What I am passionate about is writing, which is why this blog is still chronicling my Mongolian adventures even now that I’m back on the other side of the world. The unexpected confluence of interesting and little-known things to write about, a place to write about them, and people who were actually interested in reading them was one of my favorite things about my time in Mongolia. I don’t think I want to spend the rest of my life writing about Mongolia, per se, but I do know that I want to spend my time writing about something. I’m particularly partial to essays that are part analysis and part personal experience – I’ve had a piece on my mental backburner about The Things They Carried and my fears for my military brother for some time, and another about the Gaelic Storm song “Raised on Black and Tans” and the superficiality of my understanding of my Irish heritage. I’m sure I could pull a number of such pieces out of my experiences in Mongolia, if only I knew where to look.

Or where to write for. I’ll be guest posting on A Girl and Her Travels later this month, and I mean to submit some entries for the Fulbright blog and, if I can come up with a creative approach to their not-very-inspiring prompt, Expats Blog, but I want to do more than just blog – I want be actually published. Unfortunately, I’m at a bit of a loss as to where to look for places to be published, and I could very much do with some suggestions as to where to try submitting pieces.

It feels stupid to expose this sort of vulnerability to the whole wide world, to complete strangers and even potential future employers who might happen to Google me and find that I haven’t always been passionate about whatever it is I’m applying/interviewing/auditioning for. It feels wrong to address my uncertainty in such a long-winded, rambling post, rather than boiling it down into a couple of simple, direct queries. But I’m willing to publicize my own version of what I’m sure is a very common crisis in hopes of crowdsourcing some suggestions from you, my dear readers. I don’t want to risk omitting the detail that will spark a useful suggestion simply to meet some self-imposed word limit. I know the people who read this blog come from many different walks of life, and I want to take advantage of that diversity. The choices and opportunities that seem obvious to you might be ones I’ve never heard of.

So if you’ve made it all the way to the end of this wandering account of my lack of direction, I thank you for listening. And if anything I’ve mentioned has sparked an idea of what applications my linguistics degree and international experience might have, or where I might try to submit my writing, I’ll be even more grateful. I’ve been wandering for a while now, and even if my next journey takes me someplace completely unexpected, it would be nice to start with a destination in mind.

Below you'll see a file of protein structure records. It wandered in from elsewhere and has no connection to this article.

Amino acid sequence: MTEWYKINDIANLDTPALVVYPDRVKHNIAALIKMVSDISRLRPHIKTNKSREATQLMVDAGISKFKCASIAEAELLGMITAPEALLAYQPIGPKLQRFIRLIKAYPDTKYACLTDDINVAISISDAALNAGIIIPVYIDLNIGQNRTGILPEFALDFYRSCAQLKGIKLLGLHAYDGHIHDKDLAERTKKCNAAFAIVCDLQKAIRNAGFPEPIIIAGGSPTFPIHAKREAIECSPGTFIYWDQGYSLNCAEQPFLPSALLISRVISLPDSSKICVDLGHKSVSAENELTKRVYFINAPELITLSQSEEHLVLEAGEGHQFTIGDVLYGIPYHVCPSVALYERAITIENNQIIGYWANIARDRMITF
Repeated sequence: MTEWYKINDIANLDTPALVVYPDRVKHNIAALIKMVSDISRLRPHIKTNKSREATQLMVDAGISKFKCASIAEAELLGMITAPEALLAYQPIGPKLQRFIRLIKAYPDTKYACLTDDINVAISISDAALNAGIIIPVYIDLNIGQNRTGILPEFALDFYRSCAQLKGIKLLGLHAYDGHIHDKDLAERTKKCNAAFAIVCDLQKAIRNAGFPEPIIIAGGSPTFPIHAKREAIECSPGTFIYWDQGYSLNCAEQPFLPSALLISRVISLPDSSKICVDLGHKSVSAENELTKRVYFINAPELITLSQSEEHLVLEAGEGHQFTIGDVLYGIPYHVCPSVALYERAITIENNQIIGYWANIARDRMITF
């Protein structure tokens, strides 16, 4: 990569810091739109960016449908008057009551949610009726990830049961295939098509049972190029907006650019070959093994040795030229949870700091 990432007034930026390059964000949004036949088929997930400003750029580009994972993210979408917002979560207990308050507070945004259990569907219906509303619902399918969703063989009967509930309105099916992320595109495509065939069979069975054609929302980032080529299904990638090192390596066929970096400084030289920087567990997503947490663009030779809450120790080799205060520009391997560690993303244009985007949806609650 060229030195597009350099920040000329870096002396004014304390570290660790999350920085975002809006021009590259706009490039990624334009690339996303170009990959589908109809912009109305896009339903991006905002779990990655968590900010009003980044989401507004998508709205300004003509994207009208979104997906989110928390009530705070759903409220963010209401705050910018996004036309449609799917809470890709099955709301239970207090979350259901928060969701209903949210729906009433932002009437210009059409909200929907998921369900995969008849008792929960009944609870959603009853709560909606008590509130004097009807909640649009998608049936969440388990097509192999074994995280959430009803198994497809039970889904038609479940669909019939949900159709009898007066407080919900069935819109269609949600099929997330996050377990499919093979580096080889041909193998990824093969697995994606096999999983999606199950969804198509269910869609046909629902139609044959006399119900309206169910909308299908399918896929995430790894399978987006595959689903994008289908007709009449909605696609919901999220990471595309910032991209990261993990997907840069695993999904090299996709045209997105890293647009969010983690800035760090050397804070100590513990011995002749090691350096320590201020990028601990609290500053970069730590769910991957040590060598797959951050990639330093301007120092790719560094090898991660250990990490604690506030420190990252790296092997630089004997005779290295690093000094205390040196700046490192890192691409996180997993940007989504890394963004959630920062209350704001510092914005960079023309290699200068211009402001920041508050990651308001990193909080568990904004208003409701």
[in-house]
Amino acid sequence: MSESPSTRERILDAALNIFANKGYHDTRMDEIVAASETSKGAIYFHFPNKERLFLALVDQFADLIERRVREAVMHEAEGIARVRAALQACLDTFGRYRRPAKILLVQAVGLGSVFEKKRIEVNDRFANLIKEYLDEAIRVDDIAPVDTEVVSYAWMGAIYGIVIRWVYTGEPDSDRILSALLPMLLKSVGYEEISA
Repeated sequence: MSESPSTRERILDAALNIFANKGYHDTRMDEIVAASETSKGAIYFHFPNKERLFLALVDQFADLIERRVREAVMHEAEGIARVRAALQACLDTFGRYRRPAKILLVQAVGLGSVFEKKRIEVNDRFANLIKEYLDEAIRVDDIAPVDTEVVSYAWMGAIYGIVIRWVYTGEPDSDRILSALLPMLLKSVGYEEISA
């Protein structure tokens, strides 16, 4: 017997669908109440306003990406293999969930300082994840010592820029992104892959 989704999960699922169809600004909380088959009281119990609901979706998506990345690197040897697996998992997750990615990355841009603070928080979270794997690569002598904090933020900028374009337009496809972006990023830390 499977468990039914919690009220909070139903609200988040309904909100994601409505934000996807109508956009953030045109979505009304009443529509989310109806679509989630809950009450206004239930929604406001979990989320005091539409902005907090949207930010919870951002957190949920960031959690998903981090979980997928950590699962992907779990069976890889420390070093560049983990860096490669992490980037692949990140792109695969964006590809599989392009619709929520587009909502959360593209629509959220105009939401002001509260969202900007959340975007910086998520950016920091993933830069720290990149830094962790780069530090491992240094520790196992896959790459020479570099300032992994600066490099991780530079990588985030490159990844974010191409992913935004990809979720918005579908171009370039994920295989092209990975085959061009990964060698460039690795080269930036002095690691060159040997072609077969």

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Enough About Me – What About You?

Through some form of unknown witchery, Internet connectivity here seems to be directly dependent on the weather; when the weather is bad, it’s all I can do to get WordPress to load, much less to upload complex content. Since Mongolia has chosen to overlook the minor detail that it is almost June and serve up this weather, today’s post will be rather brief.

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So instead of harping on about the snow again, I’d like to ask some questions of you, dear readers. In the past week, my blog has gotten about twice as many hits as it previously averaged, and I have no idea what caused that spike. WordPress continues to list Facebook as my top referrer, so I know that most of my readership is composed of friends and family following my blog from home. And a glance through the search terms reveals that to a certain extent, my blog has begun to fill a small part of the void in the Internet’s knowledge of Mongolia. Search terms like “mongol airag drink made,” “how to pleat mongolian buuz” and “khorgoo volcano” bring people here because there just isn’t that much out there on the subject (in English, anyway).

But in the past week alone, I’ve gotten hits from places like Morocco, Moldova, Japan, and Trinidad and Tobago, and I doubt people on tropical islands are that interested in the way people in the Land of Always Winter prepare steamed mutton dumplings.

So please, indulge my curiosity. If you’re reading this and I’ve never met you in real life, what brought you to my blog? How did this little project come to be read (or at least visited) by people on five continents?


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Failing NaNoWriMo

Today is (or was, as of when I penned this; I had neither power nor Internet yesterday) the last day of my first NaNoWriMo, and I stand here before you (metaphorically, of course) to declare that I have failed at it utterly. I’m not sure how many words I managed because most of them are handwritten, but I don’t think I made it anywhere near the halfway mark.